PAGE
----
Empty rhetoric on class sizes

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NO ONE can fail to be disturbed at the way in which class sizes have been steadily increasing over recent years, a fact which must be particularly galling to the Labour Party after the last government’s sterling efforts to cut class numbers.

This, however, is no excuse for the explosion of hot air masquerading as education policy which characterised yesterday’s debate in Parliament.

It is the Labour argument that the Government is directly responsible for the rise in class sizes through diverting money away from those areas most in need of more primary school provision in order to fund former Education Secretary Michael Gove’s key aim of expanding the number of free schools and academies.

But while it is fair to say that the number of free schools has not been increasing sufficiently to keep pace with Britain’s rapidly expanding school population – a problem particularly noticeable in Yorkshire – this is not directly the fault of the Government. The previous Labour government made no provision for the predicted increase in pupils and neither the current Labour frontbench nor their Liberal Democrat counterparts have come up with any solution to the problem in spite of all their noisy remonstrations in Parliament yesterday.

Indeed, with no money available for the school building programme that is desperately needed and with the school-age population predicted to grow further – not least through the huge increase in European Union immigration which Labour itself sanctioned – it is hardly surprising that Labour has failed to come up with any response other than round after round of empty rhetoric.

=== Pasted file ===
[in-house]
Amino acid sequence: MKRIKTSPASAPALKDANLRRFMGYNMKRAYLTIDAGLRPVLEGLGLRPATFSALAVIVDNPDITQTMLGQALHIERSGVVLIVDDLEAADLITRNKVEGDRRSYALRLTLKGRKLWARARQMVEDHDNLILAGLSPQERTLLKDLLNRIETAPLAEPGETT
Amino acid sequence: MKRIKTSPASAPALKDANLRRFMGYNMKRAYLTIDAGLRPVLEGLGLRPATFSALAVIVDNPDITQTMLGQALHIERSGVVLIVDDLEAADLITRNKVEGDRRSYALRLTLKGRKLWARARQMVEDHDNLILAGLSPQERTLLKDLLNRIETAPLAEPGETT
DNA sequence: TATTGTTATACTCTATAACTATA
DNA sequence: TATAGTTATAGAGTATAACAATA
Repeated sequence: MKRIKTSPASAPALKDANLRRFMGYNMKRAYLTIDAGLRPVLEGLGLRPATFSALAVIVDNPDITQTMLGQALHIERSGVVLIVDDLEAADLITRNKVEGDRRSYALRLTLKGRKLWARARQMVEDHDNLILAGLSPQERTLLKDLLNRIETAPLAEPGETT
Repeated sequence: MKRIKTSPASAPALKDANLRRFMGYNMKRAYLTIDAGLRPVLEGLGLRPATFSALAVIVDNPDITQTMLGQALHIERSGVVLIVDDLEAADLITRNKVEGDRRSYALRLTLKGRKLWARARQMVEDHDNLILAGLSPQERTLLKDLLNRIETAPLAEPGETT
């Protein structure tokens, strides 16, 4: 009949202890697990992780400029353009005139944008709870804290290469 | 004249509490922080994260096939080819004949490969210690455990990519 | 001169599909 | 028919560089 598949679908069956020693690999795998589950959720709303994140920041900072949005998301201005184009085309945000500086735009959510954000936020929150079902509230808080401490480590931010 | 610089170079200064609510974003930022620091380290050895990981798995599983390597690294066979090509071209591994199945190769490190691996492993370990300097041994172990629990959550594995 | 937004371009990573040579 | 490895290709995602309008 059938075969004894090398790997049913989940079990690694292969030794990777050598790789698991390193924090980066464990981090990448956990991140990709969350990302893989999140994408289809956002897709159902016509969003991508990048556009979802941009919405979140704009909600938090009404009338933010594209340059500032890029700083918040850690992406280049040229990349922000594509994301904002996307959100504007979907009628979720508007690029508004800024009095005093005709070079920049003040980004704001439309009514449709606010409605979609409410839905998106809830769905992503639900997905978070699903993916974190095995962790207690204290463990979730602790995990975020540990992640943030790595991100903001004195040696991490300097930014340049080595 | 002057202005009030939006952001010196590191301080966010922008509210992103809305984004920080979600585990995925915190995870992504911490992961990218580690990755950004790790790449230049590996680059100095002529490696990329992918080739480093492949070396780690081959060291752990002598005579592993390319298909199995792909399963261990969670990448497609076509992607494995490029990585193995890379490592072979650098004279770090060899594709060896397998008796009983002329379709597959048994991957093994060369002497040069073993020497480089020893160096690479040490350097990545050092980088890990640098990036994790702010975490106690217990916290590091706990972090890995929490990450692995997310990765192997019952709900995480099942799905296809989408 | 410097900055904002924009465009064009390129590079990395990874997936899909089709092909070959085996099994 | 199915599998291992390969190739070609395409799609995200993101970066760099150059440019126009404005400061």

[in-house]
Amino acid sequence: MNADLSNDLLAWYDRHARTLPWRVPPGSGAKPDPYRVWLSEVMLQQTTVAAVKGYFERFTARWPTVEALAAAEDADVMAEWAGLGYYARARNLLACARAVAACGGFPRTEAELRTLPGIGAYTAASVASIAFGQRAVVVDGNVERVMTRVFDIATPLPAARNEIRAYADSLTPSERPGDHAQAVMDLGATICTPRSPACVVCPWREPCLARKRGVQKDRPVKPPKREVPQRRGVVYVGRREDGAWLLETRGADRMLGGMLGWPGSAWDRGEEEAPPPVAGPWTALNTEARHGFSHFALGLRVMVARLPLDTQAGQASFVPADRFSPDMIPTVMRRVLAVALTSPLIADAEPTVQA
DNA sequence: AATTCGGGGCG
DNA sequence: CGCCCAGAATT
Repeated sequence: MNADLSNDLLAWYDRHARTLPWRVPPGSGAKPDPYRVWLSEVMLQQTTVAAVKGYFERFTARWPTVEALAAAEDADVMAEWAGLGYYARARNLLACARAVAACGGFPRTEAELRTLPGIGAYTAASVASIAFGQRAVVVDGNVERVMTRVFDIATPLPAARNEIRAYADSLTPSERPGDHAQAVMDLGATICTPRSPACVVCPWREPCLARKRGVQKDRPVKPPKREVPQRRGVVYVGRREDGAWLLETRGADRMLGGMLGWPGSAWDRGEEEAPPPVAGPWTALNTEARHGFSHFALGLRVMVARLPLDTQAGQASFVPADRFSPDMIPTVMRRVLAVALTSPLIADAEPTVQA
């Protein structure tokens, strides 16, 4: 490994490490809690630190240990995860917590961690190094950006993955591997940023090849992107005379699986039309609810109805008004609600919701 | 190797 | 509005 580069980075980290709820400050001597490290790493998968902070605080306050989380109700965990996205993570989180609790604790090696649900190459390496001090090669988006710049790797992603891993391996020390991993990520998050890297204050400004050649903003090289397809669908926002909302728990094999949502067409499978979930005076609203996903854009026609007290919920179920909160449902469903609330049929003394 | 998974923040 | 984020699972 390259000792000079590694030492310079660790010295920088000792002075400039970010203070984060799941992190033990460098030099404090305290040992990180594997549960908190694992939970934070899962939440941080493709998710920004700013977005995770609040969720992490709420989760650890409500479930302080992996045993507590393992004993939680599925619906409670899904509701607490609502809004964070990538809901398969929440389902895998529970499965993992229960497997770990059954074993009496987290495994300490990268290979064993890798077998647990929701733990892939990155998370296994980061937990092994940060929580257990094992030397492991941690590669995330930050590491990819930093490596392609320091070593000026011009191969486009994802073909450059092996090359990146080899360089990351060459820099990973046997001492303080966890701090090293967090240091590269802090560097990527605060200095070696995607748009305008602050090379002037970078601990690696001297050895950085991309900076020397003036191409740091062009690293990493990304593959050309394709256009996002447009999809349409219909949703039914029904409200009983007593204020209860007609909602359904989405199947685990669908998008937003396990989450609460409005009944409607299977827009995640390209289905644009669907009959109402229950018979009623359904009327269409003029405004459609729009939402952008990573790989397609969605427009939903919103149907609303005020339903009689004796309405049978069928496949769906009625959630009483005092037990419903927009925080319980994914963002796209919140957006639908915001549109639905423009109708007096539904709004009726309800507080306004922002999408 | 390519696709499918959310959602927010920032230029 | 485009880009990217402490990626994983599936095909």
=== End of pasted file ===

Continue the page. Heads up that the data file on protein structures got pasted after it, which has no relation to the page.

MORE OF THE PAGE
In fact, while Ed Miliband’s team would never admit to it, they must know that the present policy of gradually rolling out free schools in response to parental demand is, for the moment at least, the only game in town.

Lib Dems’ U-turn hypocrisy

IN THEIR continual writhing over the so-called bedroom tax, the Liberal Democrats could scarcely be more transparent if they tried.

Far from being overcome with concern at the number of housing-benefit recipients going into arrears as they struggle to find smaller properties to move into, the Lib Dems are far more worried about their own political survival after next year’s General Election.

With polls suggesting that the Lib Dems face losing dozens of seats next May, the party is understandably desperate to differentiate itself from its Conservative partners and to develop policies to facilitate a coalition with Labour, should that option present itself.

This was the rationale behind the Lib Dems’ Private Member’s Bill which they joined forces with Labour to force through Parliament yesterday in an attempt, as they claim, to make the spare room subsidy fairer and more effective.

In reality, as Treasury Chief Secretary Danny Alexander has admitted, the situation which this flagship Government policy is trying to remedy – one in which almost a quarter-of-a-million families are living in accommodation that is too small for them, while benefits are paid to smaller families in properties with more than 800,000 empty rooms – the situation is a “crazy” one.

But instead of sitting down with their coalition partners and trying to work out a way to make the legislation more effective, the Lib Dems would rather play political games which reveal far more about the present state of the coalition than they do about the Government’s welfare reforms.

The Yorkshire Post celebrates

THE 260 years of The Yorkshire Post’s existence have seen the newspaper bear witness to some of the great events of history and add its voice to the arguments that have shaped the modern world, while all the time reporting the unique mix of local, national and international news for which it has become renowned.

Now, to mark its anniversary, The Yorkshire Post is giving its readers the opportunity to participate in the celebrations by downloading front pages detailing some of the key events in history as well as the very first edition of the paper from July 2 1754.

In fact, with a series of supplements over the next few months displaying some of the best photography and reporting the paper has produced and chances for readers to supply their own memories of The Yorkshire Post as well as join in with the 260th Birthday Honours, this occasion has all the hallmarks of being yet another great landmark in the newspaper’s proud history.

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